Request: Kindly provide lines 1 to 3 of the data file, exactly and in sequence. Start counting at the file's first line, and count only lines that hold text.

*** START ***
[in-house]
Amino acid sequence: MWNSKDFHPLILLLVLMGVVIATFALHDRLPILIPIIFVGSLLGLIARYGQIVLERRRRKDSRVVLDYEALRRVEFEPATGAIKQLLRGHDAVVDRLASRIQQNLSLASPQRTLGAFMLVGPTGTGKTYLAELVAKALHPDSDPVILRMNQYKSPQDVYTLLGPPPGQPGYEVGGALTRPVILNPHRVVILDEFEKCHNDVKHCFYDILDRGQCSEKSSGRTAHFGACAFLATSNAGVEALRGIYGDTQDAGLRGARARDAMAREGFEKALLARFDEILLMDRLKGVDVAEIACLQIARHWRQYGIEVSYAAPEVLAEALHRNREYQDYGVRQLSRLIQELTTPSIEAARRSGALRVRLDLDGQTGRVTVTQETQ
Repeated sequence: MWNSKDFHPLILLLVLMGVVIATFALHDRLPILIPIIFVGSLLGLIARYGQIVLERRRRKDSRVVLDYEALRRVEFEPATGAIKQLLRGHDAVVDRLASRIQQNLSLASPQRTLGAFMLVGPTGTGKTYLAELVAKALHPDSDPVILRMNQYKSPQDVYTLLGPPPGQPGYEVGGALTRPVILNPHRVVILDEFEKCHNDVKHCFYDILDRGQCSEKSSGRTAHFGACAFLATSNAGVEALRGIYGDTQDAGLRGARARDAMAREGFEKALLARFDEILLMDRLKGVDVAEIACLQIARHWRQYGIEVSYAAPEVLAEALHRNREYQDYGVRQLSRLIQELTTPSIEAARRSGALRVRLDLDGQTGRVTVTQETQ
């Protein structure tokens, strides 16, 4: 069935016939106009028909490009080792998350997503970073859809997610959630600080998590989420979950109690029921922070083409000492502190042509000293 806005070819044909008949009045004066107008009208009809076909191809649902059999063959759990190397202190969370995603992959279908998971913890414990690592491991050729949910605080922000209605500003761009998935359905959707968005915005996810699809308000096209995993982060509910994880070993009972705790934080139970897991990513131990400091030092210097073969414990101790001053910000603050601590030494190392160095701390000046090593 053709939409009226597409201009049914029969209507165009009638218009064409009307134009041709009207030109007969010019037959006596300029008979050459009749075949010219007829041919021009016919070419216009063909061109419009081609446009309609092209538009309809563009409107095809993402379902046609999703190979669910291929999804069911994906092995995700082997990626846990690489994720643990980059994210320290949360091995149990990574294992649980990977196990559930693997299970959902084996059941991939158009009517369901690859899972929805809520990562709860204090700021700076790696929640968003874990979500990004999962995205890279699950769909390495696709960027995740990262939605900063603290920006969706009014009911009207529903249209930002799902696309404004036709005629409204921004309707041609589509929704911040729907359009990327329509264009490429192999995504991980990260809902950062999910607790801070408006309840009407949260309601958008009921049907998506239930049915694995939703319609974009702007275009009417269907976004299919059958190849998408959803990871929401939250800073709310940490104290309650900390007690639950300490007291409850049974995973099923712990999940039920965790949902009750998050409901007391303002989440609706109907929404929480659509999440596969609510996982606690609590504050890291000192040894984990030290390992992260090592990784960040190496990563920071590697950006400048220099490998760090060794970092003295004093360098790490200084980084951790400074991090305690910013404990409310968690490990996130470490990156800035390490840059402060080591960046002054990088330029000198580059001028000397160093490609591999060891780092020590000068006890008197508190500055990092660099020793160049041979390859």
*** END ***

[in-house]
Amino acid sequence: MWNSKDFHPLILLLVLMGVVIATFALHDRLPILIPIIFVGSLLGLIARYGQIVLERRRRKDSRVVLDYEALRRVEFEPATGAIKQLLRGHDAVVDRLASRIQQNLSLASPQRTLGAFMLVGPTGTGKTYLAELVAKALHPDSDPVILRMNQYKSPQDVYTLLGPPPGQPGYEVGGALTRPVILNPHRVVILDEFEKCHNDVKHCFYDILDRGQCSEKSSGRTAHFGACAFLATSNAGVEALRGIYGDTQDAGLRGARARDAMAREGFEKALLARFDEILLMDRLKGVDVAEIACLQIARHWRQYGIEVSYAAPEVLAEALHRNREYQDYGVRQLSRLIQELTTPSIEAARRSGALRVRLDLDGQTGRVTVTQETQ
Repeated sequence: MWNSKDFHPLILLLVLMGVVIATFALHDRLPILIPIIFVGSLLGLIARYGQIVLERRRRKDSRVVLDYEALRRVEFEPATGAIKQLLRGHDAVVDRLASRIQQNLSLASPQRTLGAFMLVGPTGTGKTYLAELVAKALHPDSDPVILRMNQYKSPQDVYTLLGPPPGQPGYEVGGALTRPVILNPHRVVILDEFEKCHNDVKHCFYDILDRGQCSEKSSGRTAHFGACAFLATSNAGVEALRGIYGDTQDAGLRGARARDAMAREGFEKALLARFDEILLMDRLKGVDVAEIACLQIARHWRQYGIEVSYAAPEVLAEALHRNREYQDYGVRQLSRLIQELTTPSIEAARRSGALRVRLDLDGQTGRVTVTQETQ